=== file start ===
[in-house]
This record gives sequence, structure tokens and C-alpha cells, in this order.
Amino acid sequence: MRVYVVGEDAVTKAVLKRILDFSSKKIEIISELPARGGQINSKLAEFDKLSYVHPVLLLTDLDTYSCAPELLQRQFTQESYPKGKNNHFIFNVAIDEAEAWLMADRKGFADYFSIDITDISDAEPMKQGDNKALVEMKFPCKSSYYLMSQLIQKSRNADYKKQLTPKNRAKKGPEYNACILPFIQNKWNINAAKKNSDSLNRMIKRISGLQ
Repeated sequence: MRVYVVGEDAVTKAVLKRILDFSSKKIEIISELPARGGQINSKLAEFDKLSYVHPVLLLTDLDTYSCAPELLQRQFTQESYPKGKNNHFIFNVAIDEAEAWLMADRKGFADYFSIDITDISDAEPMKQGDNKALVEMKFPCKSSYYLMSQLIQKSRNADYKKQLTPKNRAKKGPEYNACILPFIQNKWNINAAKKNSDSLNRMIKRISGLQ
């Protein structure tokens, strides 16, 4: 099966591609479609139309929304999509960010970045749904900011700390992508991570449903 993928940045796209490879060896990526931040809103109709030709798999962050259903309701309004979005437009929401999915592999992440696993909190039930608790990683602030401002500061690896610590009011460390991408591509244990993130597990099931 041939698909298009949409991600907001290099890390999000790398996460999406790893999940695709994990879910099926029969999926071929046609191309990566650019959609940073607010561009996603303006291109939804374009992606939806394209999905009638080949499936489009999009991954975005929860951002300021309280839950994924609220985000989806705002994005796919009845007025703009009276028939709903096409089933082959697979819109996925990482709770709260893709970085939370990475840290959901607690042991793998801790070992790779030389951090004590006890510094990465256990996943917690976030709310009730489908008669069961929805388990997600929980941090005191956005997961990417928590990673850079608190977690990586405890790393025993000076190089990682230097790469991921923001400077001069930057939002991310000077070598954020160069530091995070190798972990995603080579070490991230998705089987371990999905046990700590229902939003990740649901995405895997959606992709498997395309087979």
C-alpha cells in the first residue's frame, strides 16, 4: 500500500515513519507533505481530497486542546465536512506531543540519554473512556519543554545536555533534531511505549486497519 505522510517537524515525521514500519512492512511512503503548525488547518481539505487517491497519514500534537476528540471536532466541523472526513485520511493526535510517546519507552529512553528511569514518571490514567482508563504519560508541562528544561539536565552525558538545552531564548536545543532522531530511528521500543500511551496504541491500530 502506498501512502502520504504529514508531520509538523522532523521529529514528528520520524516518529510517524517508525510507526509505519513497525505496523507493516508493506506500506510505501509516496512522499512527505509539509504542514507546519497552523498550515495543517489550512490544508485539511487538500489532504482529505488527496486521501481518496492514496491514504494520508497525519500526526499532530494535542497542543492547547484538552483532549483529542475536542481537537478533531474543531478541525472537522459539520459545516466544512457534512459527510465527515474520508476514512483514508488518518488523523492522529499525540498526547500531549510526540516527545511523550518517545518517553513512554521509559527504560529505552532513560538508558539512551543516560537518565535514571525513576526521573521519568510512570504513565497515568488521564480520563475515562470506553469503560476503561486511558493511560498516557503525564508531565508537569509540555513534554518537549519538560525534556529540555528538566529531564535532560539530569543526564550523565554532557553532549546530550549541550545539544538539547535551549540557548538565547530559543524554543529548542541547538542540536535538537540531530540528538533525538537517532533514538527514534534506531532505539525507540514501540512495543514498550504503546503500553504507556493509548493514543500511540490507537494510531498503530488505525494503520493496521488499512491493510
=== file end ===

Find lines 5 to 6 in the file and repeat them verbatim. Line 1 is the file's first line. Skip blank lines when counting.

């Protein structure tokens, strides 16, 4: 099966591609479609139309929304999509960010970045749904900011700390992508991570449903 993928940045796209490879060896990526931040809103109709030709798999962050259903309701309004979005437009929401999915592999992440696993909190039930608790990683602030401002500061690896610590009011460390991408591509244990993130597990099931 041939698909298009949409991600907001290099890390999000790398996460999406790893999940695709994990879910099926029969999926071929046609191309990566650019959609940073607010561009996603303006291109939804374009992606939806394209999905009638080949499936489009999009991954975005929860951002300021309280839950994924609220985000989806705002994005796919009845007025703009009276028939709903096409089933082959697979819109996925990482709770709260893709970085939370990475840290959901607690042991793998801790070992790779030389951090004590006890510094990465256990996943917690976030709310009730489908008669069961929805388990997600929980941090005191956005997961990417928590990673850079608190977690990586405890790393025993000076190089990682230097790469991921923001400077001069930057939002991310000077070598954020160069530091995070190798972990995603080579070490991230998705089987371990999905046990700590229902939003990740649901995405895997959606992709498997395309087979």
C-alpha cells in the first residue's frame, strides 16, 4: 500500500515513519507533505481530497486542546465536512506531543540519554473512556519543554545536555533534531511505549486497519 505522510517537524515525521514500519512492512511512503503548525488547518481539505487517491497519514500534537476528540471536532466541523472526513485520511493526535510517546519507552529512553528511569514518571490514567482508563504519560508541562528544561539536565552525558538545552531564548536545543532522531530511528521500543500511551496504541491500530 502506498501512502502520504504529514508531520509538523522532523521529529514528528520520524516518529510517524517508525510507526509505519513497525505496523507493516508493506506500506510505501509516496512522499512527505509539509504542514507546519497552523498550515495543517489550512490544508485539511487538500489532504482529505488527496486521501481518496492514496491514504494520508497525519500526526499532530494535542497542543492547547484538552483532549483529542475536542481537537478533531474543531478541525472537522459539520459545516466544512457534512459527510465527515474520508476514512483514508488518518488523523492522529499525540498526547500531549510526540516527545511523550518517545518517553513512554521509559527504560529505552532513560538508558539512551543516560537518565535514571525513576526521573521519568510512570504513565497515568488521564480520563475515562470506553469503560476503561486511558493511560498516557503525564508531565508537569509540555513534554518537549519538560525534556529540555528538566529531564535532560539530569543526564550523565554532557553532549546530550549541550545539544538539547535551549540557548538565547530559543524554543529548542541547538542540536535538537540531530540528538533525538537517532533514538527514534534506531532505539525507540514501540512495543514498550504503546503500553504507556493509548493514543500511540490507537494510531498503530488505525494503520493496521488499512491493510